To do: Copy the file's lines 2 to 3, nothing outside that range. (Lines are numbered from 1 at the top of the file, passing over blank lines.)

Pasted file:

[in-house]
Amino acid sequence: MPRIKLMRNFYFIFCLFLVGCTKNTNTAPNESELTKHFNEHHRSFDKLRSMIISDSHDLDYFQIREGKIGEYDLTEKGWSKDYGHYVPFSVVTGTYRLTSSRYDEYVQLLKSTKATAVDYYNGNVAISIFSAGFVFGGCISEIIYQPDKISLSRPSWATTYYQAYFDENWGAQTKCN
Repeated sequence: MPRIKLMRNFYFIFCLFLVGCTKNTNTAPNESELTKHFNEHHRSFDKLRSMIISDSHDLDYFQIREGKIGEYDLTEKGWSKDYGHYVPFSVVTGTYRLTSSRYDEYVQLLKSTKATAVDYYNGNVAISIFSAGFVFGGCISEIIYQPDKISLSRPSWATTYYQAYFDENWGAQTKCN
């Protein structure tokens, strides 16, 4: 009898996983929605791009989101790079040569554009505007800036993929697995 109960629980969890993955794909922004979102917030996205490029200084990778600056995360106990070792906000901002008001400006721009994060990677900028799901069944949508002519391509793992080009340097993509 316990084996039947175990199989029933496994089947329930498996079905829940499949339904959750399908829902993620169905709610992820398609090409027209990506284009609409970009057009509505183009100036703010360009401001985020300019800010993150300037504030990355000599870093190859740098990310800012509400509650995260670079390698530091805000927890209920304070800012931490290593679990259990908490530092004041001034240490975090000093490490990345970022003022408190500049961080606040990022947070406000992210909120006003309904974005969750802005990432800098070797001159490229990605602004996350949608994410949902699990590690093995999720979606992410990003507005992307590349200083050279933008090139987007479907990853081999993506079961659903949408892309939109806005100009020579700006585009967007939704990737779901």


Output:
Amino acid sequence: MPRIKLMRNFYFIFCLFLVGCTKNTNTAPNESELTKHFNEHHRSFDKLRSMIISDSHDLDYFQIREGKIGEYDLTEKGWSKDYGHYVPFSVVTGTYRLTSSRYDEYVQLLKSTKATAVDYYNGNVAISIFSAGFVFGGCISEIIYQPDKISLSRPSWATTYYQAYFDENWGAQTKCN
Repeated sequence: MPRIKLMRNFYFIFCLFLVGCTKNTNTAPNESELTKHFNEHHRSFDKLRSMIISDSHDLDYFQIREGKIGEYDLTEKGWSKDYGHYVPFSVVTGTYRLTSSRYDEYVQLLKSTKATAVDYYNGNVAISIFSAGFVFGGCISEIIYQPDKISLSRPSWATTYYQAYFDENWGAQTKCN